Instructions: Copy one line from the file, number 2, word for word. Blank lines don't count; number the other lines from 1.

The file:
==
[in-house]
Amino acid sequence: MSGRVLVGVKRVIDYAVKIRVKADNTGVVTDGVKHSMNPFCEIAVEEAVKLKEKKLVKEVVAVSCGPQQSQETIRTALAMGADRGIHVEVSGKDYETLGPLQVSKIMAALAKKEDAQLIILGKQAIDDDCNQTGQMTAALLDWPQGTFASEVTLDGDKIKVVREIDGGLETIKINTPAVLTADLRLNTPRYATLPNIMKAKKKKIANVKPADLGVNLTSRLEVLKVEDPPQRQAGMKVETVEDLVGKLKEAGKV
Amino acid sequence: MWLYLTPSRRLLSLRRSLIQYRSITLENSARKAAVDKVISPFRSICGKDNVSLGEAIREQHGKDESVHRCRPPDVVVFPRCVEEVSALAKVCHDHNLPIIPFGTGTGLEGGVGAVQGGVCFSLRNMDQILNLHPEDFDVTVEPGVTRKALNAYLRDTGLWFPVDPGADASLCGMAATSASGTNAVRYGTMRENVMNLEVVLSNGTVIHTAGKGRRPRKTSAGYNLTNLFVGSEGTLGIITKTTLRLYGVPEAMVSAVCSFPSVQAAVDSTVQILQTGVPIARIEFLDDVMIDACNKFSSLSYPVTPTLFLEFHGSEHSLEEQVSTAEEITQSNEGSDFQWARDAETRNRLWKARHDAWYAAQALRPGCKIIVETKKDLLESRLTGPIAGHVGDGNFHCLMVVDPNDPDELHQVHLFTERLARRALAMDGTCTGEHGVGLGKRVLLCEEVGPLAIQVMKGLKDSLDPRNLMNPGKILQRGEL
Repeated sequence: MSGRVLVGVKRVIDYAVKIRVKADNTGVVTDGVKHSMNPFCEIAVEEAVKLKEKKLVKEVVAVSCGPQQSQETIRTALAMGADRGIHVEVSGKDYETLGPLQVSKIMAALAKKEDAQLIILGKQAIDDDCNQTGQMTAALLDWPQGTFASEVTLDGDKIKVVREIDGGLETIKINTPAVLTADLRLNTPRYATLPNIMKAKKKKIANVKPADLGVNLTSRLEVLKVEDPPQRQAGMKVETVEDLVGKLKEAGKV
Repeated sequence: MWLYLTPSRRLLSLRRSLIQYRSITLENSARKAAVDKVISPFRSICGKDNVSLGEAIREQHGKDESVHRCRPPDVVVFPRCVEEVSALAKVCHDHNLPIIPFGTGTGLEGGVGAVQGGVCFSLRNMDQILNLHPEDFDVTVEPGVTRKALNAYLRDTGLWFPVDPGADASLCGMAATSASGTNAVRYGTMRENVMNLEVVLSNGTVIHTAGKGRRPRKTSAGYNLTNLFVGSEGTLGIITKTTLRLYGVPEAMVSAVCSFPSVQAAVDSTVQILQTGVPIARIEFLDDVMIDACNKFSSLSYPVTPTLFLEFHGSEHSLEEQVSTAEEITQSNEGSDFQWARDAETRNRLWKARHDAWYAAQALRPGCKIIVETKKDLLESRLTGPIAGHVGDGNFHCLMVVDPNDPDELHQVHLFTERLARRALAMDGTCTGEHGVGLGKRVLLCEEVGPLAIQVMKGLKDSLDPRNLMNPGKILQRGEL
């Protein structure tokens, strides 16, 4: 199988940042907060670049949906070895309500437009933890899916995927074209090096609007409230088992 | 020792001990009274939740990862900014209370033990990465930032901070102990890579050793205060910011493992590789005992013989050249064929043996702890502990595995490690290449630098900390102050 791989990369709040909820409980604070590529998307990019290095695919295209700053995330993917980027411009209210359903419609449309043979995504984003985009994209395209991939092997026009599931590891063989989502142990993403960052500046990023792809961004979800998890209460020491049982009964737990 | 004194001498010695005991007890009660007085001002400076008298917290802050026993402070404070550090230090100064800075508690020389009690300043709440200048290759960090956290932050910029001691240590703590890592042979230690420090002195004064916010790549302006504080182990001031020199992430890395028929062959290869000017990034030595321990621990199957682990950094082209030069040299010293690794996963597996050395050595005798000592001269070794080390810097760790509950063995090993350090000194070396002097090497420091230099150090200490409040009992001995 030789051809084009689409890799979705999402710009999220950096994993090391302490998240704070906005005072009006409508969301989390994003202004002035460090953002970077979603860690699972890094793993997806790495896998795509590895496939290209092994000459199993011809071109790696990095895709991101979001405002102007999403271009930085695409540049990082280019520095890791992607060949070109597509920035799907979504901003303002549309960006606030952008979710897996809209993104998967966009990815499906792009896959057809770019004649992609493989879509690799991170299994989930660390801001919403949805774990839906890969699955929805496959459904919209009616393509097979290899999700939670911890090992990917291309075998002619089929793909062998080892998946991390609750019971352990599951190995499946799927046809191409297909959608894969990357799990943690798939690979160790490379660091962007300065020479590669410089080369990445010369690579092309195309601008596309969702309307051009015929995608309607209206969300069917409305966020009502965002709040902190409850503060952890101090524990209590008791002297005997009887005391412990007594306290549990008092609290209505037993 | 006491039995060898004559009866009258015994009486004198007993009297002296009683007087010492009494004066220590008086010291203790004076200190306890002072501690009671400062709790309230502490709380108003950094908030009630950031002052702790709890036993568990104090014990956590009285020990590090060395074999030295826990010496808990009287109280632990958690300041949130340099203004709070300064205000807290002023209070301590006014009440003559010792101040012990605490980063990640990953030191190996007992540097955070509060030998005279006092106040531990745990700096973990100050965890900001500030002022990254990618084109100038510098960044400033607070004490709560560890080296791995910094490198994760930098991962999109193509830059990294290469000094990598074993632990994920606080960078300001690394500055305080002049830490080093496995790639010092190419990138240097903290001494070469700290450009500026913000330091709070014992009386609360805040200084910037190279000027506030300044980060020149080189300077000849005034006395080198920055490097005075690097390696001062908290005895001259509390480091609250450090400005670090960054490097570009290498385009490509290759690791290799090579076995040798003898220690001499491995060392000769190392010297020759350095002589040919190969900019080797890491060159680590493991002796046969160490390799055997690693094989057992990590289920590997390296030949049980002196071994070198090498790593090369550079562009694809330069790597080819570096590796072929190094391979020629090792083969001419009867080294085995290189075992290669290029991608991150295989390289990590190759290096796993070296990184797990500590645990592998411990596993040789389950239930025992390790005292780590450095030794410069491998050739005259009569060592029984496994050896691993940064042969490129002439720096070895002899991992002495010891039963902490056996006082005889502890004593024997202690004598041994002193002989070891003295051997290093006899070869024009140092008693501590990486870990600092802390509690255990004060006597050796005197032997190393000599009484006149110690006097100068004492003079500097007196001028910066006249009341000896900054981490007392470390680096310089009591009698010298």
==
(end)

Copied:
Amino acid sequence: MSGRVLVGVKRVIDYAVKIRVKADNTGVVTDGVKHSMNPFCEIAVEEAVKLKEKKLVKEVVAVSCGPQQSQETIRTALAMGADRGIHVEVSGKDYETLGPLQVSKIMAALAKKEDAQLIILGKQAIDDDCNQTGQMTAALLDWPQGTFASEVTLDGDKIKVVREIDGGLETIKINTPAVLTADLRLNTPRYATLPNIMKAKKKKIANVKPADLGVNLTSRLEVLKVEDPPQRQAGMKVETVEDLVGKLKEAGKV